Earlier this afternoon, I felt the beginnings of a virus coming on. Turns out I had simply gotten caught up in my day and forgotten to eat anything, and I mistook a drop in blood sugar for the beginnings of sickness.
But in those few moments that I thought I was getting sick, I didn’t feel dread, or anxiety, or frustration, or anything like that. I felt relief. I thought, “Oh thank goodness, I can take a break.” And then I thought, “Geez, that’s a really twisted thought, what’s that about?”
Here’s what I think it’s about: Being physically sick is the only excuse my inner tyrant will accept for relaxing the constant pressure I put on myself to be an awesome mom, a perfect graduate student, an inspiring and skilled blogger and coach, a future best-selling author, a great friend, and a healthy, fit, and attractive woman, all at the same time. (Oh, and I have to keep my apartment clean too!)
Being sick means forces outside my control have intervened and therefore, I can excuse myself from my own self-imposed police state. Being sick is a temporary relief from the guilt of not being perfect in all aspects of my life all the time.
For me, this is a HUGE secondary gain that I get from being sick. In other words, even though I may think of being sick as only a negative thing, in truth I am benefiting from aspects of it. In fact, given how valuable I’ve made the meaning of sickness in my life, I’m surprised I don’t get sick more often. Common colds, MS flare-ups, whatever it takes to relieve the incessant pressure I put on myself to perform to my crazy standards.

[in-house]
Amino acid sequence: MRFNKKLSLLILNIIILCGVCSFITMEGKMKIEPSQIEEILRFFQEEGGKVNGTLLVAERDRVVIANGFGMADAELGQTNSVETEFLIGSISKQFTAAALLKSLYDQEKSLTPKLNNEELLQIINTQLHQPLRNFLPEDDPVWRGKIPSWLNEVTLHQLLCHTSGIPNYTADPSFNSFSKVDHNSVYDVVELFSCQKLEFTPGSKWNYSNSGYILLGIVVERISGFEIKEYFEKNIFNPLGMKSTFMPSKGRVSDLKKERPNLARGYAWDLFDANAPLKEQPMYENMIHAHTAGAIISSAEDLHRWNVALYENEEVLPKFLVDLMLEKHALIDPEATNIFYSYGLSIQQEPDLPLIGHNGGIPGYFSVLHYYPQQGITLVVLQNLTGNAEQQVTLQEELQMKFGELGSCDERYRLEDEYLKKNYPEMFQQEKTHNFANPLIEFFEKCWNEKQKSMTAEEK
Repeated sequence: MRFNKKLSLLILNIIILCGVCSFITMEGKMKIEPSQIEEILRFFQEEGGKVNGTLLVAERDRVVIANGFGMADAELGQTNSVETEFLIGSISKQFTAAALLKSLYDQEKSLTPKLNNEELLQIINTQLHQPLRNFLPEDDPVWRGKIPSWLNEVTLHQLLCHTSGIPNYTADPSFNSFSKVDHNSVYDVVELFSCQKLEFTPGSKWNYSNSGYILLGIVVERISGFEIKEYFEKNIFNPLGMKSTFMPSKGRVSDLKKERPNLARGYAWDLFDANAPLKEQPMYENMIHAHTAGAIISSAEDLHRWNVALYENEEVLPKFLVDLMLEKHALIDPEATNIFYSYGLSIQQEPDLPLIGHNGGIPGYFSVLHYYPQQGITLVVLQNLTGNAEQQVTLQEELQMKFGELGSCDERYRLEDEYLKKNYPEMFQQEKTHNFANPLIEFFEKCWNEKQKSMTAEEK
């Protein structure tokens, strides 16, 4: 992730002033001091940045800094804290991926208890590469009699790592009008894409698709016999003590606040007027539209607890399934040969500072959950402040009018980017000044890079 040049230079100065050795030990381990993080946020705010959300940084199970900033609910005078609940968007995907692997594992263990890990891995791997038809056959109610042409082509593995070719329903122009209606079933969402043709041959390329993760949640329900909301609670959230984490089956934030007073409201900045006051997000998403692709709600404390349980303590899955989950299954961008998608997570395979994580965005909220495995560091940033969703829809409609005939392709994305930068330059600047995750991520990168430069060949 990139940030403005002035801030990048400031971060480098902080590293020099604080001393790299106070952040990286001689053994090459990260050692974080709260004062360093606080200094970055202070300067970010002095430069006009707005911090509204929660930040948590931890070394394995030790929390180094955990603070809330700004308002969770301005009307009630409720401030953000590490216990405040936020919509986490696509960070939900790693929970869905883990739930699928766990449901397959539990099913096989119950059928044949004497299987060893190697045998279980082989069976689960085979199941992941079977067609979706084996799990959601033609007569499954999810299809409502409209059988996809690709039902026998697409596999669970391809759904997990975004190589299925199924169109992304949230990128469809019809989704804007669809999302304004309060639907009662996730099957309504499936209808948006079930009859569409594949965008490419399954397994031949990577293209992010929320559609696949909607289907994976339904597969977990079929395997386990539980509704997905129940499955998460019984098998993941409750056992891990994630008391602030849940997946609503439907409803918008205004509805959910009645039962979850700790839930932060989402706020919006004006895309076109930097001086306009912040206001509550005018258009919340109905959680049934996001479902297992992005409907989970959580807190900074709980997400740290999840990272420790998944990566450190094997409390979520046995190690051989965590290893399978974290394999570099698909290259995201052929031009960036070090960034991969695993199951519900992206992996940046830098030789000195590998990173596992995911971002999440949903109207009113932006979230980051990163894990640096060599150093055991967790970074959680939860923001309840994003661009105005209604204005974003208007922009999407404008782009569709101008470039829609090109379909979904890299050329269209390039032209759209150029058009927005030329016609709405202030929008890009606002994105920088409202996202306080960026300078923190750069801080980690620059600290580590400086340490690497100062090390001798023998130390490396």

If you are living with a chronic illness, it is quite common to get accustomed to the secondary gains that you may experience by being sick. So much so that you may not even be aware of them. For example, perhaps you receive more attention from friends and family when you aren’t well. Perhaps those close to you are more willing to do things for you when you are sick. Perhaps being sick gets you out of cleaning or cooking or going places you don’t want to go. Perhaps you feel that when you aren’t well, you receive more love.
If your illness is providing an opportunity for you to feel more loved, for example, then you have a very powerful reason to keep your sickness intact in your body.
Kinda crazy, huh?
So, if what you truly want is to not be sick anymore, you need to become aware of the secondary gains you get from your illness and find an alternative way to fulfill those needs instead. If you don’t, then your best efforts to heal – like eating well, exercising, and taking supplements – stand no chance at being effective.
Your deepest needs and wants need to be congruent with your desire to heal. But if you are getting something of great value by being sick, then healing will not take place, because at a very deep level, you don’t actually want to heal.
Which brings me back to my inner tyrant. If I want to fully heal my illness, I need to find another way to relieve the pressure I put on myself to be perfect all the time. If I can find an effective substitute, then I won’t need my sickness to serve the role of forcing me to be compassionate with myself. I won’t need an MS episode to cut myself some slack for once! I’ll be releasing a powerful motivator that is keeping my illness in place.
What secondary gain is keeping your illness in place?